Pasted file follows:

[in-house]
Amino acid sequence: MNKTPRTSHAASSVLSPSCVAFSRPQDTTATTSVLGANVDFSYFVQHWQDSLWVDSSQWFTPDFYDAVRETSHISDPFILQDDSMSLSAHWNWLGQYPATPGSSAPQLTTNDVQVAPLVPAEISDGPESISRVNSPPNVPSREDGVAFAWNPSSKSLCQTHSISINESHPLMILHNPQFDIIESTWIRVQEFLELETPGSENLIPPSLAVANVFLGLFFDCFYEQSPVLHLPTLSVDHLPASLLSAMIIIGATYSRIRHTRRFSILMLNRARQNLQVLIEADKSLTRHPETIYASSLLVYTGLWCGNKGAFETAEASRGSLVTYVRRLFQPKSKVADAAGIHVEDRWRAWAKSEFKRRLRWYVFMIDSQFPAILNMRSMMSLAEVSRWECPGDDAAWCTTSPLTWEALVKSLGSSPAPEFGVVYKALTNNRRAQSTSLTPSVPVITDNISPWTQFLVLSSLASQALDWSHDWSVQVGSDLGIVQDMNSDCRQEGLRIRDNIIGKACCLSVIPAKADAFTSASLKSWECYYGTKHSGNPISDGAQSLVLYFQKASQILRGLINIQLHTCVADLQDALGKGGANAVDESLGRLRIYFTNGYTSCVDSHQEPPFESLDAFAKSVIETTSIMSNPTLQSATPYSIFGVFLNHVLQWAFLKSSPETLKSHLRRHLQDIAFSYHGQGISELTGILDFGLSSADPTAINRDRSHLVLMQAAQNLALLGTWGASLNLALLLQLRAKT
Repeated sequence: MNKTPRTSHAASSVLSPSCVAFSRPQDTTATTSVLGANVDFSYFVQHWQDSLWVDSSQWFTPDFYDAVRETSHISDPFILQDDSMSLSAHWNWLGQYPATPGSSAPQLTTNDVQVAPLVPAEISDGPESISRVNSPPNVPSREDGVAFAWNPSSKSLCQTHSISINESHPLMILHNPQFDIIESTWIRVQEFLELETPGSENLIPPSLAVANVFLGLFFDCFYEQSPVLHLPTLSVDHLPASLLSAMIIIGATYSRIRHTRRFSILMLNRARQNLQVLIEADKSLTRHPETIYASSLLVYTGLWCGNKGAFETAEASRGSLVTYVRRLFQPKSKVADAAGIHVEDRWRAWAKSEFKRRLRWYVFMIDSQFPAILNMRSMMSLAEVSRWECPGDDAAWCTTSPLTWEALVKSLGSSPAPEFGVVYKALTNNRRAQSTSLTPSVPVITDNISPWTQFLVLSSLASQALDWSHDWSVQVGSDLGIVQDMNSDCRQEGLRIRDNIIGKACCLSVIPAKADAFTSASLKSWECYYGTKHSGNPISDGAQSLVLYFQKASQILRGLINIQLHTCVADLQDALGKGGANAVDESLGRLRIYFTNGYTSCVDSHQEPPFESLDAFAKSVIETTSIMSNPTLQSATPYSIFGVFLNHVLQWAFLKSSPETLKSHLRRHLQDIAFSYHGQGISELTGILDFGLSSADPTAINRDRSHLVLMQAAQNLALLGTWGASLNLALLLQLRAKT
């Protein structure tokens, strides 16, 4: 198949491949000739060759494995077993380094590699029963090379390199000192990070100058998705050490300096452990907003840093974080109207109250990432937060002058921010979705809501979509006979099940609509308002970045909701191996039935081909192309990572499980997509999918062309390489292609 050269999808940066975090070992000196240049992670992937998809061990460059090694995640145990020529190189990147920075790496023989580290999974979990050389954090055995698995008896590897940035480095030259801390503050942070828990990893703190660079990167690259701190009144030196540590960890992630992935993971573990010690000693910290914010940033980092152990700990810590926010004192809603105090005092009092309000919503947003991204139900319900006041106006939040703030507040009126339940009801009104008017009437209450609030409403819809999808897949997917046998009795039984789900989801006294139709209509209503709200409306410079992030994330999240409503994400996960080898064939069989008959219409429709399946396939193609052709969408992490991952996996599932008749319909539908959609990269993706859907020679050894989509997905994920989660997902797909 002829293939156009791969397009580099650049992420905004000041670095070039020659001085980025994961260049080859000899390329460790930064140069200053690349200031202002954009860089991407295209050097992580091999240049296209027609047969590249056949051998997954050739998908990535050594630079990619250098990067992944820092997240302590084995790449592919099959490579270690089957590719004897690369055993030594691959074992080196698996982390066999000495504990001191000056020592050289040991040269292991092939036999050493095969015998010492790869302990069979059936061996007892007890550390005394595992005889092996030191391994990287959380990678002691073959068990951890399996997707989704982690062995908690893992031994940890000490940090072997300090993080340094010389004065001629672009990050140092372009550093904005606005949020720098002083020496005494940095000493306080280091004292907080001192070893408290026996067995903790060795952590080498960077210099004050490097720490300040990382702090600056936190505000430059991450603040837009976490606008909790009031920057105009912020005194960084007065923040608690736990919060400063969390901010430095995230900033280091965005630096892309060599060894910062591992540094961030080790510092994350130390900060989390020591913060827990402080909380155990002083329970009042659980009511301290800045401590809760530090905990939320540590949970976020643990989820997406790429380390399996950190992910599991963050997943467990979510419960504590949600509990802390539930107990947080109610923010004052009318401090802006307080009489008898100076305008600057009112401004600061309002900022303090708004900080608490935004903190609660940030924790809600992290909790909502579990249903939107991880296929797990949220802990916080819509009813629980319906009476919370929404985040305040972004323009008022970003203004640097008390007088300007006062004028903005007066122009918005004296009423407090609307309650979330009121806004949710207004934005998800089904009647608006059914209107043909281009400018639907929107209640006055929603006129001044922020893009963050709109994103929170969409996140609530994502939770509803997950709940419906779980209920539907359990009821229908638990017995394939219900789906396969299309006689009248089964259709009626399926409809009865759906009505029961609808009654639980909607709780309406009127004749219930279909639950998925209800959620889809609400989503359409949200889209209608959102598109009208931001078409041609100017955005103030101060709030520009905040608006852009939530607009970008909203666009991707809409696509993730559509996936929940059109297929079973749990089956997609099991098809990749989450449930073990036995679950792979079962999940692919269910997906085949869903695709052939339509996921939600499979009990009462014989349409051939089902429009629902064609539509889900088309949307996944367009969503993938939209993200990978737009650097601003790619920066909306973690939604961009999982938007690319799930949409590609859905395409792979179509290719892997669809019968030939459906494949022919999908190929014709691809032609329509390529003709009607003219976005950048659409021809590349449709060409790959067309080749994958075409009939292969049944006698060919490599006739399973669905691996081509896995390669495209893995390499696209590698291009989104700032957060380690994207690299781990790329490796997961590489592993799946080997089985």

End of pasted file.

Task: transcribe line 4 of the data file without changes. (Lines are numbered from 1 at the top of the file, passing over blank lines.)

């Protein structure tokens, strides 16, 4: 198949491949000739060759494995077993380094590699029963090379390199000192990070100058998705050490300096452990907003840093974080109207109250990432937060002058921010979705809501979509006979099940609509308002970045909701191996039935081909192309990572499980997509999918062309390489292609 050269999808940066975090070992000196240049992670992937998809061990460059090694995640145990020529190189990147920075790496023989580290999974979990050389954090055995698995008896590897940035480095030259801390503050942070828990990893703190660079990167690259701190009144030196540590960890992630992935993971573990010690000693910290914010940033980092152990700990810590926010004192809603105090005092009092309000919503947003991204139900319900006041106006939040703030507040009126339940009801009104008017009437209450609030409403819809999808897949997917046998009795039984789900989801006294139709209509209503709200409306410079992030994330999240409503994400996960080898064939069989008959219409429709399946396939193609052709969408992490991952996996599932008749319909539908959609990269993706859907020679050894989509997905994920989660997902797909 002829293939156009791969397009580099650049992420905004000041670095070039020659001085980025994961260049080859000899390329460790930064140069200053690349200031202002954009860089991407295209050097992580091999240049296209027609047969590249056949051998997954050739998908990535050594630079990619250098990067992944820092997240302590084995790449592919099959490579270690089957590719004897690369055993030594691959074992080196698996982390066999000495504990001191000056020592050289040991040269292991092939036999050493095969015998010492790869302990069979059936061996007892007890550390005394595992005889092996030191391994990287959380990678002691073959068990951890399996997707989704982690062995908690893992031994940890000490940090072997300090993080340094010389004065001629672009990050140092372009550093904005606005949020720098002083020496005494940095000493306080280091004292907080001192070893408290026996067995903790060795952590080498960077210099004050490097720490300040990382702090600056936190505000430059991450603040837009976490606008909790009031920057105009912020005194960084007065923040608690736990919060400063969390901010430095995230900033280091965005630096892309060599060894910062591992540094961030080790510092994350130390900060989390020591913060827990402080909380155990002083329970009042659980009511301290800045401590809760530090905990939320540590949970976020643990989820997406790429380390399996950190992910599991963050997943467990979510419960504590949600509990802390539930107990947080109610923010004052009318401090802006307080009489008898100076305008600057009112401004600061309002900022303090708004900080608490935004903190609660940030924790809600992290909790909502579990249903939107991880296929797990949220802990916080819509009813629980319906009476919370929404985040305040972004323009008022970003203004640097008390007088300007006062004028903005007066122009918005004296009423407090609307309650979330009121806004949710207004934005998800089904009647608006059914209107043909281009400018639907929107209640006055929603006129001044922020893009963050709109994103929170969409996140609530994502939770509803997950709940419906779980209920539907359990009821229908638990017995394939219900789906396969299309006689009248089964259709009626399926409809009865759906009505029961609808009654639980909607709780309406009127004749219930279909639950998925209800959620889809609400989503359409949200889209209608959102598109009208931001078409041609100017955005103030101060709030520009905040608006852009939530607009970008909203666009991707809409696509993730559509996936929940059109297929079973749990089956997609099991098809990749989450449930073990036995679950792979079962999940692919269910997906085949869903695709052939339509996921939600499979009990009462014989349409051939089902429009629902064609539509889900088309949307996944367009969503993938939209993200990978737009650097601003790619920066909306973690939604961009999982938007690319799930949409590609859905395409792979179509290719892997669809019968030939459906494949022919999908190929014709691809032609329509390529003709009607003219976005950048659409021809590349449709060409790959067309080749994958075409009939292969049944006698060919490599006739399973669905691996081509896995390669495209893995390499696209590698291009989104700032957060380690994207690299781990790329490796997961590489592993799946080997089985």